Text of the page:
Then Peter came and said to Jesus, “Lord, if another member of the church sins against me, how often should I forgiven? As many as seven times?” Jesus said to him, “Not seven times, but, I tell you, seventy-seven times.” –Matthew 18:21-22 NRSV
Are you and I forgiving people? How much disappointment can we endure from someone before he or she is regarded as unworthy? How many chances do we give a person or people before we never would consider granting forgiveness? How much suffering and sacrifice must we endure before people respond to us favorably?
The Course of Miracles speaks of two different kinds of forgiveness. The first is a “forgiveness to destroy” and the second is a “forgiveness to salvation” or healing. (Song of Prayer, II, III.) The first, forgiveness to destroy, is the most common type we practice albeit unconsciously. “I will forgive you if you promise to change and prove or pledge you will never do that again to hurt me.” It is bargain hunting or shopping for forgiveness. It’s about form and structure maintenance. Perhaps many religious systems personify this with conditional forms of love and forgiveness. We are forgiven and loved if we give up other choices and align ourselves faithfully within the system’s rules. It is forgiveness only if people obey certain precepts and conditions and ante up enough donations, time and talents to prove themselves worthy. There isn’t much of Jesus’ idea of 70 times 7 in this kind forgiveness. It is a forgiveness to manipulate and control. It is a forgiveness to destroy in the name of freedom.
Years ago a priest told me how he considered leaving celibacy and marrying. Up until that time he was loved and respected as a loyal priest and teacher. But once he chose to marry, he would have broken his vows, vows taken at a young age, and would be considered a renegade and disgrace to the profession. Except for his mother, who promised she would love him always and accept him as he was. She knew and practiced, the priest told me, another kind of forgiveness.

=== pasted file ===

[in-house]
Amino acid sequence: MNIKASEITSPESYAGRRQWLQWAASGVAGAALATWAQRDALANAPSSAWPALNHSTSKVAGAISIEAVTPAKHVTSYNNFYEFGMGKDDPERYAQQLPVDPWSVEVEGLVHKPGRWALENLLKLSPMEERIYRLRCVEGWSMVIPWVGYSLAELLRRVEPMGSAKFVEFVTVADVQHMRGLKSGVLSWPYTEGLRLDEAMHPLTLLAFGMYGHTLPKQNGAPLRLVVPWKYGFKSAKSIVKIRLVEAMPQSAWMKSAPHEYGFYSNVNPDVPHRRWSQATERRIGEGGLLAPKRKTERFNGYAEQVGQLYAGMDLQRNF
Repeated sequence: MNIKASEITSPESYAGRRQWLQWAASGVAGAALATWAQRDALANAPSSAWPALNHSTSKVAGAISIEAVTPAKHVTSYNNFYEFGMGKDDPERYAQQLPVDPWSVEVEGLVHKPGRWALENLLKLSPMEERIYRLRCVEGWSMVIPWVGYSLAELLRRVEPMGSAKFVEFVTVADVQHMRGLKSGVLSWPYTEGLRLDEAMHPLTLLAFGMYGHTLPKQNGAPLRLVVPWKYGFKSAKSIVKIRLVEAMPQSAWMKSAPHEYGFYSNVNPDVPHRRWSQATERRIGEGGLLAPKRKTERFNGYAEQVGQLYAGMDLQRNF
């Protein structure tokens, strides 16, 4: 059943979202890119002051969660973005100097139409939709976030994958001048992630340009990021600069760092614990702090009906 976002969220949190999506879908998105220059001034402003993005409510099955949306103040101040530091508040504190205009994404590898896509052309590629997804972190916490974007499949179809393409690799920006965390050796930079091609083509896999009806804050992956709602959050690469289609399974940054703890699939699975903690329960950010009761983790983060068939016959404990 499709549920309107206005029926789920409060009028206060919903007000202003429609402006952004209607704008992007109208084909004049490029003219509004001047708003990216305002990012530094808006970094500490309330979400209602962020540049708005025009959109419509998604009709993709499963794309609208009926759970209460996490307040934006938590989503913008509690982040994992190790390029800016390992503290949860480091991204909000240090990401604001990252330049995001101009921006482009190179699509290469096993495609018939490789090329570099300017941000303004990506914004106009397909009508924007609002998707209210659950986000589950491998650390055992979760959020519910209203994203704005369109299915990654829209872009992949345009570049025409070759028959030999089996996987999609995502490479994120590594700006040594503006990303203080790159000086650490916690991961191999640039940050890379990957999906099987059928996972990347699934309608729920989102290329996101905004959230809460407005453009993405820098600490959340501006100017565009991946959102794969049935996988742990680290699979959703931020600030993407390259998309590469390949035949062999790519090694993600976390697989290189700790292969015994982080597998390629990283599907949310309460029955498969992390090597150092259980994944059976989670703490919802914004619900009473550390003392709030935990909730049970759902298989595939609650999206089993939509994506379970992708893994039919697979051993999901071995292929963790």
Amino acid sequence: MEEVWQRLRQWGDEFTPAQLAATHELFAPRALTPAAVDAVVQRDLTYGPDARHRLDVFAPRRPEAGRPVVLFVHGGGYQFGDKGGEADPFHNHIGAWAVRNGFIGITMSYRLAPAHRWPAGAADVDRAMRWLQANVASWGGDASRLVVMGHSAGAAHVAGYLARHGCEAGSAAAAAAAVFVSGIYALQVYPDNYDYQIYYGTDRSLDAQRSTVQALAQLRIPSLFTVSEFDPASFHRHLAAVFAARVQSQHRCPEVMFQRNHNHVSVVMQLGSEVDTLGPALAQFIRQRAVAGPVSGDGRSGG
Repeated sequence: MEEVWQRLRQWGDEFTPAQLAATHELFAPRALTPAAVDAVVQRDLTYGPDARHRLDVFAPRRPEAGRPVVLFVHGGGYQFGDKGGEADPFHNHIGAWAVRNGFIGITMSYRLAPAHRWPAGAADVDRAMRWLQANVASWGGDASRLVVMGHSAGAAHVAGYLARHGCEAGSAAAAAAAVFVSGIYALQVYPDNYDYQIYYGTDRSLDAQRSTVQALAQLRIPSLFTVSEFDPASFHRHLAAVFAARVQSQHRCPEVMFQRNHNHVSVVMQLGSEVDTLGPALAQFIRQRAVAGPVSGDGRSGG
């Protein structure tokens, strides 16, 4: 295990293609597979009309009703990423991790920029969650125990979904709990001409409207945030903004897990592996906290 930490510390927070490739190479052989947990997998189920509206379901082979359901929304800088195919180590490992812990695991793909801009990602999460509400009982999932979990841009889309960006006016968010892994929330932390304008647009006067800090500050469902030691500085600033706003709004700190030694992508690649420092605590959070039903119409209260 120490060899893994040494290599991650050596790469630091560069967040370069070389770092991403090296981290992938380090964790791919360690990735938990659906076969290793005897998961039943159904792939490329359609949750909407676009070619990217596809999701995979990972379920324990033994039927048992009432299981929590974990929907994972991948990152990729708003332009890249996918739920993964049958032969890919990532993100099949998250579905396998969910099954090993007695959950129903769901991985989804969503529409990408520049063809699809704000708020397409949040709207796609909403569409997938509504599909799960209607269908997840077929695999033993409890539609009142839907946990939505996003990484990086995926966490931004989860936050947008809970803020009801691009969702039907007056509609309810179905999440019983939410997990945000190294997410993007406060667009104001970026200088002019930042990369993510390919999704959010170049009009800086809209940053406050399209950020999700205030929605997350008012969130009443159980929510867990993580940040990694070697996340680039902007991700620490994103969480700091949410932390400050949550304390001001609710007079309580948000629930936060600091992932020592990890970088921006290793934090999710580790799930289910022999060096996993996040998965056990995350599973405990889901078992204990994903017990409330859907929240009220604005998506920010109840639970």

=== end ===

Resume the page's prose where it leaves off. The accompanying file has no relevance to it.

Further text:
In my early years in fundamentalism, I felt loved, welcomed and forgiven as long as I didn’t do certain “worldly things.” It included things like smoking, drinking, dancing, listening to “inappropriate music and the awful sin of having sexual relations before being blessed by the church! It also included attending church services a certain number of times each week. If these things were done or not done, forgiveness would be immediately withdrawn with shame and guilt sent my way. Presently, many of these sinful items have softened somewhat but replaced with condemnation if one doesn’t think as the majority do on theology and politics. Some religious friends may really love and accept you unless you tell them you can’t believe in the literalness of the virgin birth, the Bible and the resurrection. One’s license to teach may be revoked and destroyed. Conversation and dialogue will end! This is what I call a “forgiveness to destroy.”
We tend to commonly use “Forgiveness to destroy” in relationships and family discourse. We make bargains all the time with each other; “you scratch my back and I will scratch yours, but if I scratch yours longer than you do mine, God help you!” We do it with children. We tend to love our children dearly, especially if they are compliant and willing to please, getting good grades and excelling in everything. How many of these come along? We tend to resort to scolding, guilt, fear and all sorts of conditions in order to get children to respond, love us and make us proud. What if we just said more “yes” or “no” without the scolding and let it go?
In adult relationships with spouses and lovers, we do the same thing. I will love you if you quit this and never do that. If you cheat on me I will disown you. If you don’t stop drinking, gambling, reading, staying out late, cooking, cleaning, etc. etc. I will hate you and leave you. We play all sorts of games of conditional forgiveness and love in order to force people to keep bargains we imagine will make us happy. So we are held hostage with freedom destroyed or limited by those we claim we love; colleagues, partners, children, and institutions.